The Myth of “Common Law” Marriage

Melissa DossDivorce, Lawyer, Partnership agreement

I was recently asked about common law marriage in Kentucky, specifically about what it takes to get a divorce. If you asked almost anybody, they would say that people are considered married if they live in the same household for a certain number of years. In Kentucky, that just isn’t the case.

Common law marriage goes all the way back to the time of knights and chivalry. Back then, couples that swore their vows to one another were considered married. They didn’t need a marriage license or the state to recognize their union. It was just accepted that they were together. This unwritten law is what we now consider to be “common law”.

Kentucky followed this tradition up until it started writing down it’s laws. In 1852, Kentucky no longer recognized “common law” marriage. Those people that had a common law marriage had to get a marriage license in order to keep all of the benefits a legally married couple would have.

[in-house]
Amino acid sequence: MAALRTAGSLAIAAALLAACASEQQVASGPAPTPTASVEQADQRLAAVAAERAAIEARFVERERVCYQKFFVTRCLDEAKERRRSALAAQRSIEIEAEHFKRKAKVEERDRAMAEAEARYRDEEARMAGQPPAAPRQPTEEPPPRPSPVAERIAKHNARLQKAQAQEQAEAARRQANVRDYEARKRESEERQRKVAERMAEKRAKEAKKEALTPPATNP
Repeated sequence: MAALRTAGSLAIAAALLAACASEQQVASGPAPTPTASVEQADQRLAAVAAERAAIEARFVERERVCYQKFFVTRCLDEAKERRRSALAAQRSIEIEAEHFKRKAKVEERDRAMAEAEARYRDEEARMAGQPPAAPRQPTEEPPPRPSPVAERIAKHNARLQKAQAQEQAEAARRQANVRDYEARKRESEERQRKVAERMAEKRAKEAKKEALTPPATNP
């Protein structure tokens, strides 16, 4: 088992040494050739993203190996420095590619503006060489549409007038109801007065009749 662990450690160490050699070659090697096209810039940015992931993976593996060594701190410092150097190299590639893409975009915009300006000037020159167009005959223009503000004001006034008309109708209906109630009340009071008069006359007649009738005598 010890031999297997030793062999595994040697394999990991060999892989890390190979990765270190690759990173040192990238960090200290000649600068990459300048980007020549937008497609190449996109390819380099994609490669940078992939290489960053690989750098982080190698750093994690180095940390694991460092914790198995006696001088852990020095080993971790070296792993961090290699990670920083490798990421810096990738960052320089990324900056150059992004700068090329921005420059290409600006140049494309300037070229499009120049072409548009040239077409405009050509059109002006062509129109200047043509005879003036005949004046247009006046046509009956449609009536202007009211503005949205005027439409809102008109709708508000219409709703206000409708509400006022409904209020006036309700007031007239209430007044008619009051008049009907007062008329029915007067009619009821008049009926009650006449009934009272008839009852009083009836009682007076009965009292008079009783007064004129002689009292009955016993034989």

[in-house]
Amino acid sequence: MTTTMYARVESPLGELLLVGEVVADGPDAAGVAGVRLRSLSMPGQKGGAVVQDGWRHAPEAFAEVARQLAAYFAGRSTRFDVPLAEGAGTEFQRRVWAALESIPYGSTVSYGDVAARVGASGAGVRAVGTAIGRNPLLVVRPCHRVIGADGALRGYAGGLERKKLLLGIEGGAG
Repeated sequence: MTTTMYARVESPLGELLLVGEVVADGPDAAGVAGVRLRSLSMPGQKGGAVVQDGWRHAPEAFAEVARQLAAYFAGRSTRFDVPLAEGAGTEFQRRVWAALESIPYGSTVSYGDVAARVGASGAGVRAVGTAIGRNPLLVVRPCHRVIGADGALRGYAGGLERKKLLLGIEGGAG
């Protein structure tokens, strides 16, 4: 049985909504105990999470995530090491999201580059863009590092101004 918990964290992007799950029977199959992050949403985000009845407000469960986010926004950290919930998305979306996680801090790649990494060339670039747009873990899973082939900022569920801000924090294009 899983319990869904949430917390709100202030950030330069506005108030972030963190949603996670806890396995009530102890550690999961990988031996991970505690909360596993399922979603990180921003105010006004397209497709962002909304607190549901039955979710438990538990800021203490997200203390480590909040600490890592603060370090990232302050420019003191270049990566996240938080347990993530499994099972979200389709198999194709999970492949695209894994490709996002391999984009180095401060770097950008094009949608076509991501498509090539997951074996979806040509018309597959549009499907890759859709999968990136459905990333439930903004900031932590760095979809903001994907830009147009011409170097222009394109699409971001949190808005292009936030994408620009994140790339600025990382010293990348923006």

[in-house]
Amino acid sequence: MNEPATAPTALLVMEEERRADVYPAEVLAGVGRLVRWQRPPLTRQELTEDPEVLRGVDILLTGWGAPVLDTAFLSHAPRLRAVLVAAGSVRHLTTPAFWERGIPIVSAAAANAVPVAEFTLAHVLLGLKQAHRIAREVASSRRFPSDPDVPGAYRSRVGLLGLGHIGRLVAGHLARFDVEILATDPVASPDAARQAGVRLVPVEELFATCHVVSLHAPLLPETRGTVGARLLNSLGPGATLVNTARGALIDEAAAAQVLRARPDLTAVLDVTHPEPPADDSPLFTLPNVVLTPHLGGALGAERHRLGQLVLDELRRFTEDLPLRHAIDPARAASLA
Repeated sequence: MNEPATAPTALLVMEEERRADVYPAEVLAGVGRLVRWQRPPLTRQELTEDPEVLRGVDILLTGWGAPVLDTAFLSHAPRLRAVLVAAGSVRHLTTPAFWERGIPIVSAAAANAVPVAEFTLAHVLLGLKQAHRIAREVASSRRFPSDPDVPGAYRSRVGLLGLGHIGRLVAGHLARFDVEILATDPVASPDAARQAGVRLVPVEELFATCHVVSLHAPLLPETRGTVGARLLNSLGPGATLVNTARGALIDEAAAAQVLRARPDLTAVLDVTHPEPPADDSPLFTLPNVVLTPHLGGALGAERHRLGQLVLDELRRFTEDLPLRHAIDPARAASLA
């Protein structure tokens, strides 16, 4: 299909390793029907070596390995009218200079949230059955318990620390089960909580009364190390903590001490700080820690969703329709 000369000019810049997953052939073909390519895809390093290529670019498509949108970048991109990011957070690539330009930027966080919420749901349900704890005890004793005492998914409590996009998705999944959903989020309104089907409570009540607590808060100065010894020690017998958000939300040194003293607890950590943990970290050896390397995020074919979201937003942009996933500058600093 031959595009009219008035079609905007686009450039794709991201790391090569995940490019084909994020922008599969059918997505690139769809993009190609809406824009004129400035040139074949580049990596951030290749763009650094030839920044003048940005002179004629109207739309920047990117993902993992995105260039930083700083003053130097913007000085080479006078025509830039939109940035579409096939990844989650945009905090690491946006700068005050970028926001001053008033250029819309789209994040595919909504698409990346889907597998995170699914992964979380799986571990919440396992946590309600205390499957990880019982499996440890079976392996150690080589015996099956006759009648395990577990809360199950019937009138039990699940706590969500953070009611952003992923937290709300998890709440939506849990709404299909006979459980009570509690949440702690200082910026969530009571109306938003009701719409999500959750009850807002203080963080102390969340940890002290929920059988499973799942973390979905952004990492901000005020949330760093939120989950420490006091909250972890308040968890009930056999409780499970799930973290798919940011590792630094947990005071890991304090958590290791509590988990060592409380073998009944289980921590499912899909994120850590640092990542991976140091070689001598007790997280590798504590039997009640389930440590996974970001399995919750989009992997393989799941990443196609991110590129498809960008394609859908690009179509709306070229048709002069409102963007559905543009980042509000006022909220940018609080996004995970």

The problem with the ongoing belief in Common Law marriage comes when couples split. Cohabitation does not guarantee an individual the same rights that marriage does. The one big exception to this comes when a couple shared a “Common Law” marriage in one of the last remaining states to honor it. In those cases, Kentucky courts generally honor the union.

What does all this mean? Generally speaking, if there is no “Partnership Agreement”, you will need a lawyer to protect your rights.